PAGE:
About Grant Montgomery

Grant Montgomery is co-founder of Family Care Foundation (FCF), a 501c3 that provides emergency services and sustained development for communities, families and children in 50 countries.

Jimmy Carter on moving forward with North Korea’s leaders

Excerpts of a Washington Post article by former President Jimmy Carter:

As the world knows, we face the strong possibility of another Korean war, with potentially devastating consequences to the Korean Peninsula, Japan, our outlying territories in the Pacific and perhaps the mainland of the United States. This is the most serious existing threat to world peace, and it is imperative that Pyongyang and Washington find some way to ease the escalating tension and reach a lasting, peaceful agreement.

Over more than 20 years, I have spent many hours in discussions with top North Korean officials and private citizens during visits to Pyongyang and to the countryside. I found [many of the] leaders to be both completely rational and dedicated to the preservation of their regime.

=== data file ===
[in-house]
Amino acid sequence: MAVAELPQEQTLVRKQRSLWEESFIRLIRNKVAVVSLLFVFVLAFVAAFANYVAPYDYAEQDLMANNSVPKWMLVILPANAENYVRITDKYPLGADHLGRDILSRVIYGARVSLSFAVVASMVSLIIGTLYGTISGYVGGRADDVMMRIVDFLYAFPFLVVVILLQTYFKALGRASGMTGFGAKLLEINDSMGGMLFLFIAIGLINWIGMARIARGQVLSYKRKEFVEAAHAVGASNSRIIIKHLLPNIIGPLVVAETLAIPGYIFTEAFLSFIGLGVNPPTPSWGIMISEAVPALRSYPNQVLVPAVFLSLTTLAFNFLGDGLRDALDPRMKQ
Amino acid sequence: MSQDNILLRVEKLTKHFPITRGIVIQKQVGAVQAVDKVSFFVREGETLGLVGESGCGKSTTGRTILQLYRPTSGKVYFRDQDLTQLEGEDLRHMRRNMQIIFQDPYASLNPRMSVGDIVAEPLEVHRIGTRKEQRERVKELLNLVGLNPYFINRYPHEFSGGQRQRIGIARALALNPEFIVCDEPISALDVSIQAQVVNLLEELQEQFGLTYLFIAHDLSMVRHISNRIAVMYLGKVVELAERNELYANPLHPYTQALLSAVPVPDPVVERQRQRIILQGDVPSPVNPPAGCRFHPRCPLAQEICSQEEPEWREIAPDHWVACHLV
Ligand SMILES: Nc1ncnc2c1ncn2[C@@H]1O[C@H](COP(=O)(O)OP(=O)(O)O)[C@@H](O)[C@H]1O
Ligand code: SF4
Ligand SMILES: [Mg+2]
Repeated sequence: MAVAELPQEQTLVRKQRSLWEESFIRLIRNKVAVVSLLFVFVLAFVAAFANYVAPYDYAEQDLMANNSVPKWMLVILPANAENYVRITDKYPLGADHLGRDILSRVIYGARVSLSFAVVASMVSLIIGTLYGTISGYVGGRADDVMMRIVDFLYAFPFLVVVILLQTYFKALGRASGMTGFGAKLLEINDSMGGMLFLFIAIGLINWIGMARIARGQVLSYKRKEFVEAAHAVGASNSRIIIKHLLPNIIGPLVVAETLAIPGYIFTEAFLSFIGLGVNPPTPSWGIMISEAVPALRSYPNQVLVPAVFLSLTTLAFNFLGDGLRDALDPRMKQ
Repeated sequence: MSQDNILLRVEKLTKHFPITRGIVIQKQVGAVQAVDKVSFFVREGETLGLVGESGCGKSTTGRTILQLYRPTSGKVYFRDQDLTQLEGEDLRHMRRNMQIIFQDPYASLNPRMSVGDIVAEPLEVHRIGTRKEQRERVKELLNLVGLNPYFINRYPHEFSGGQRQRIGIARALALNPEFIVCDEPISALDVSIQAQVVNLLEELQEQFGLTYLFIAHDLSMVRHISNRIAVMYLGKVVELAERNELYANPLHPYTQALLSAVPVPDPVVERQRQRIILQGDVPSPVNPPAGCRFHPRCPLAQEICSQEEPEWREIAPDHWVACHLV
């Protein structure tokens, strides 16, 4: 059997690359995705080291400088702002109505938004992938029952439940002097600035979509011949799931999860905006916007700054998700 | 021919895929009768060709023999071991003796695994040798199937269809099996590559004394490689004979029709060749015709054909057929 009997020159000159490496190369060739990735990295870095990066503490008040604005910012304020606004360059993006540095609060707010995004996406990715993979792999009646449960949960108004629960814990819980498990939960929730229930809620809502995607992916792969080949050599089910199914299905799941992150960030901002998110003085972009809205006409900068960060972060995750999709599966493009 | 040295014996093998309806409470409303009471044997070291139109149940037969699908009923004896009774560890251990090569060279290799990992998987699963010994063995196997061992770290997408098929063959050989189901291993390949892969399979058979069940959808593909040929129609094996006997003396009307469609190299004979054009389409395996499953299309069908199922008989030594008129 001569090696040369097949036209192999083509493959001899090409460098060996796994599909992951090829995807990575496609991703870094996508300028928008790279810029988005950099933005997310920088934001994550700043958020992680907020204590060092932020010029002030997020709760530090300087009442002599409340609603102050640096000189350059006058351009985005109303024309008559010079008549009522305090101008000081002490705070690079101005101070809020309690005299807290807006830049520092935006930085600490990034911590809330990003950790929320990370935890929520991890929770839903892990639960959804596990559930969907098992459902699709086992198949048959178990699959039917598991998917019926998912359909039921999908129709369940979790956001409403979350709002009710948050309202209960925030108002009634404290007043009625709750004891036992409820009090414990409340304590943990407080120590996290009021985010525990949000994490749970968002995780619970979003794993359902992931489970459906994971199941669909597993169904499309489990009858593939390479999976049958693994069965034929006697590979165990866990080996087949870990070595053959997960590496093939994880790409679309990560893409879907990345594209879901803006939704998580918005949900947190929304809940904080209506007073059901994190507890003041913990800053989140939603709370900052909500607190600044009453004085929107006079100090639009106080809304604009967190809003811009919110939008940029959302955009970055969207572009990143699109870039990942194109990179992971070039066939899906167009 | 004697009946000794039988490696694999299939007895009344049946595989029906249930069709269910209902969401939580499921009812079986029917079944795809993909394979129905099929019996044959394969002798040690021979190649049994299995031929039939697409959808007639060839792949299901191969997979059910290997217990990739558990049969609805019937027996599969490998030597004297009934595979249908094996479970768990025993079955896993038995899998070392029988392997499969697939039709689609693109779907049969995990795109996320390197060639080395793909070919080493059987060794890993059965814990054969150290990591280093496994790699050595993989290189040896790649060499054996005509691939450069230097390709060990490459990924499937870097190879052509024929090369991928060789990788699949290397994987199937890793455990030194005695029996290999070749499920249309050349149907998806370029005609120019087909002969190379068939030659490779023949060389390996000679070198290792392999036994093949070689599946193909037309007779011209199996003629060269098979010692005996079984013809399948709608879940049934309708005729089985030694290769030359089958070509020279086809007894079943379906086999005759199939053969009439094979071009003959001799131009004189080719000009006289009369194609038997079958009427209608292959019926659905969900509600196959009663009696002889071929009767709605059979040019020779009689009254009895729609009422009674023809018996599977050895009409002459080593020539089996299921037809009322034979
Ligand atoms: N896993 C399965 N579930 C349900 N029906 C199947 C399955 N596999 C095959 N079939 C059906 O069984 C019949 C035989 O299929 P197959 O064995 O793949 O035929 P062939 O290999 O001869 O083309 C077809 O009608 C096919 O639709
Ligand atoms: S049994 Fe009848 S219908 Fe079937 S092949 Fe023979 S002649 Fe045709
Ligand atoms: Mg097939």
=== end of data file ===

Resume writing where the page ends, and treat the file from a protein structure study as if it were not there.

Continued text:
What the officials have always demanded is direct talks with the United States, leading to a permanent peace treaty to replace the still-prevailing 1953 cease-fire that has failed to end the Korean conflict. They want an end to sanctions, a guarantee that there will be no military attack on a peaceful North Korea, and eventual normal relations between their country and the international community. There is no remaining chance that it will agree to a total denuclearization, as it has seen what happened in a denuclearized Libya and assessed the doubtful status of U.S. adherence to the Iran nuclear agreement.

Secretary of State Rex Tillerson’s statement last week that “we have lines of communications to Pyongyang. We’re not in a dark situation” is a good first step to defusing tensions.

The next step should be for the United States to offer to send a high-level delegation to Pyongyang for peace talks or to support an international conference including North and South Korea, the United States and China, at a mutually acceptable.

‘We would never think of eating for pleasure,’ recalls North Korea defector

Yoon Ok, whose full name is being withheld because of concerns her outspokenness will jeopardize the safety of family still in North Korea, recalls one particular Lunar New Year’s Day. She noticed fireworks and lights blazing in China, while her town received electricity only for a few hours a night.